During my Northeast Georgia Road Trip, I visited both the Foxfire Museum & Heritage Center in Mountain City next to Black Rock Mountain State Park and the Hardman Farm State Historic Site in Sautee-Nacoochee near Helen. Both feature historic buildings from the 19th and 20th Century and show how people in North Georgia lived during that time.
The Foxfire Museum & Heritage Center consists of cabins, barns, a chapel, and other buildings such as a mill and a smokehouse that would have been found in an Appalachian community in the period from 1820 to 1940. Some of those buildings are original buildings that have been relocated there and others are replicas that have been built on site. The replica chapel in particular is beautiful in its simplicity. Exhibits within the buildings represent life and culture in the Appalachia Mountains. Native American culture isn’t forgotten at Foxfire either, the removal of Native Americans from Georgia is presented by an exhibit that centers on a wagon that was actually used during the removal of the Cherokees. Although it rained during my visit, I still enjoyed it and came away with a better understanding of how settlers and their descendants in North Georgia lived.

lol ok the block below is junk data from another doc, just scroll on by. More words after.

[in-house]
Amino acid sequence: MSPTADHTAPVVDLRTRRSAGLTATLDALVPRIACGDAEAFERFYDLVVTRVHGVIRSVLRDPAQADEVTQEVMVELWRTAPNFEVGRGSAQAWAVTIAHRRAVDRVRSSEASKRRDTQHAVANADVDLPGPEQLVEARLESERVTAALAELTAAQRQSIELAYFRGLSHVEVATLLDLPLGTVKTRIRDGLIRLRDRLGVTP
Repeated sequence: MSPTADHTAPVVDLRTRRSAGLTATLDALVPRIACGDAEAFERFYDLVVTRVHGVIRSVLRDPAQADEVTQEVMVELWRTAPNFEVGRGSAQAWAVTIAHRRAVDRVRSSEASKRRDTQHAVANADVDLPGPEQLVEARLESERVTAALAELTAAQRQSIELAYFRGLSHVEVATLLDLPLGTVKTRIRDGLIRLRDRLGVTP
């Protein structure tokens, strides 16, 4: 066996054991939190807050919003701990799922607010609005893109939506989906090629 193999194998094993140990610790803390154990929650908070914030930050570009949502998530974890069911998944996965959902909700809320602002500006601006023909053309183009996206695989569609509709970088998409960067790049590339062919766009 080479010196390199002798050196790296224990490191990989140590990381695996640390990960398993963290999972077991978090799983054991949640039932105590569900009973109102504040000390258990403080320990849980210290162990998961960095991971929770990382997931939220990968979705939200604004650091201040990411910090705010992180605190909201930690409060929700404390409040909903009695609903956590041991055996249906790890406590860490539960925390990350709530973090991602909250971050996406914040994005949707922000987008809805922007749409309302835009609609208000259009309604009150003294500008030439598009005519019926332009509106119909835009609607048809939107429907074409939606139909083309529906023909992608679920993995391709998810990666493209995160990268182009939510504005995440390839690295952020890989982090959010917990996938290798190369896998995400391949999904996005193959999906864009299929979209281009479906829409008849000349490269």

The Hardman Farm State Historic Site is composed of a mansion that was built by James Nichols in 1870 after receiving a large inheritance, various outbuildings and farm buildings, a dairy barn from when Lamartine Hardman, a former Governor of Georgia owned the property and used it as a dairy and experimental farm, and a caretakers house from when the property was owned by Hardman. The Historic Site also features an Indian Burial Mound with a gazebo on top of it. The visitors center and gift shop for the site is in what was a general store and post office built by Governor Hardman (one of the displays in the gift shop is the original display counters from the store). The Nora Mill Granary closer to Helen was also part of the property, but it will be covered in a future post.
Visiting both sites gives you a better understanding of how different levels of North Georgia society lived. Foxfire represents how Appalachian settlers lived while Hardman Farm represents how a more affluent group moved into the area later on. The wagon used during the Cherokee Removal at Foxfire and the Indian Burial Mound on which a gazebo was built shed light on the removal of Native Americans from Georgia and how the Native Americans were looked upon. If you’re visiting the northeast corner of the state, I think’s a good idea to visit both to learn more about the society and culture of the region.